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War On Want: Fighting Global Poverty

War On Want: Fighting Global Poverty
War On Want: Fighting Global Poverty is an organization based out of London that is working to fight “the root causes of poverty, inequality and injustice.” The organization was founded after a letter was written by Victor Gollancz to the newspaper The Guardian in 1951. In his letter, he wrote about the need to end the war in Korea and asked readers to send him a postcard saying ‘yes’ if they agreed with him.

Ever since the ’50s, War On Want has been fighting against the root causes of many different issues in radical ways. Executive director John Hilary says they work to keep, “strong links with social movements in the global South help keep our politics where they should be, in the tradition of radical resistance.”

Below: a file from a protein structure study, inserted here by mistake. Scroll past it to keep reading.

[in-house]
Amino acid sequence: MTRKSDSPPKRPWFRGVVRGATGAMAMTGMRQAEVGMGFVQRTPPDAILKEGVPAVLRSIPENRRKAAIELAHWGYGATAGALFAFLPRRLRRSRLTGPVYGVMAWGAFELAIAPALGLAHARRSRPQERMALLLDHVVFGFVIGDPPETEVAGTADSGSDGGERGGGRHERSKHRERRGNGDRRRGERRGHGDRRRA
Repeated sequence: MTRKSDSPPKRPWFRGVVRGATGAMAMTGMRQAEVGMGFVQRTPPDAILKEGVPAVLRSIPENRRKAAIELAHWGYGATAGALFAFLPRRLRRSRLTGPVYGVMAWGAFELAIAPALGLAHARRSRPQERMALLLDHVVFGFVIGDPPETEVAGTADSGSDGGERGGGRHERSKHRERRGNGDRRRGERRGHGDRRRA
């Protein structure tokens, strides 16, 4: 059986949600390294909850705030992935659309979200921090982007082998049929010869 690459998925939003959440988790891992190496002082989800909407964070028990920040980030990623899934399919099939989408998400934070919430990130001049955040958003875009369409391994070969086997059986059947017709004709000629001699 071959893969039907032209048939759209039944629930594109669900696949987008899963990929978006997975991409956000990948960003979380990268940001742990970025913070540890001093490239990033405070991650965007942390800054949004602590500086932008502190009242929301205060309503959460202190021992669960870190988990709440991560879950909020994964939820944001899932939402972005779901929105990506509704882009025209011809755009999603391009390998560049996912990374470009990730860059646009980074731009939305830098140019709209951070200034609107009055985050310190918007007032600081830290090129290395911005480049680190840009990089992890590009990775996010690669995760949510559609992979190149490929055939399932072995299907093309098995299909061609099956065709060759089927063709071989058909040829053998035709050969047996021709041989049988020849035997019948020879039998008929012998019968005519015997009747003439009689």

This, in turn, is how War on Want is seen as more of an alternative organization in comparison to other British nonprofits, which tend to have ties to business and the state. The organization works to fight the root reasons that poverty exists in the first place, rather than the symptoms of poverty. Much of its work is development-related. War on Want is in alliance with trade unions, overseas grassroots movements and a variety of funders, including networks and coalitions.

Some examples of the many projects that War on Want has worked on and accomplished over the years includes wage increases for Zambian agriculture workers, protecting human rights activists around the world and playing a role in the first anti-drone demonstration.

Perhaps the largest actions the organization is currently working toward are issues in Israel, including ending illegal detention and trade of arms. Nearly three-quarters of every pound donated goes towards its campaigns — the last quarter going towards “building the movement.”

Shannon Elder

Photo: Flickr